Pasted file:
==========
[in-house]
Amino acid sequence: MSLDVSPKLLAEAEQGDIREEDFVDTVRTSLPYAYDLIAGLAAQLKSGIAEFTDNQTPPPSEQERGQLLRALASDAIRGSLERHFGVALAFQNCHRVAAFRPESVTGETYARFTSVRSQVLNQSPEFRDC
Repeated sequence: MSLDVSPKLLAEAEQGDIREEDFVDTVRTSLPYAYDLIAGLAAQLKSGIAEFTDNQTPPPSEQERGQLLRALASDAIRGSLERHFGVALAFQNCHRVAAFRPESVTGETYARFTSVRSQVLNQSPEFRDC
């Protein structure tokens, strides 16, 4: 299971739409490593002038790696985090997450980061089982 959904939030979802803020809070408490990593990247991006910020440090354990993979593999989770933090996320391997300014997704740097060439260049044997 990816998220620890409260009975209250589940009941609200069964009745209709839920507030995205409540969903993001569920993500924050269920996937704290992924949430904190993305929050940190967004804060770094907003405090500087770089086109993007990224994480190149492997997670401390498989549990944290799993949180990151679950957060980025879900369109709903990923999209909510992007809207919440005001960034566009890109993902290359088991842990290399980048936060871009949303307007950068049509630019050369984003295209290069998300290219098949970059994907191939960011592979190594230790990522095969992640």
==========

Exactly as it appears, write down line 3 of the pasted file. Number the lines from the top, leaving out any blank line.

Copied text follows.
Repeated sequence: MSLDVSPKLLAEAEQGDIREEDFVDTVRTSLPYAYDLIAGLAAQLKSGIAEFTDNQTPPPSEQERGQLLRALASDAIRGSLERHFGVALAFQNCHRVAAFRPESVTGETYARFTSVRSQVLNQSPEFRDC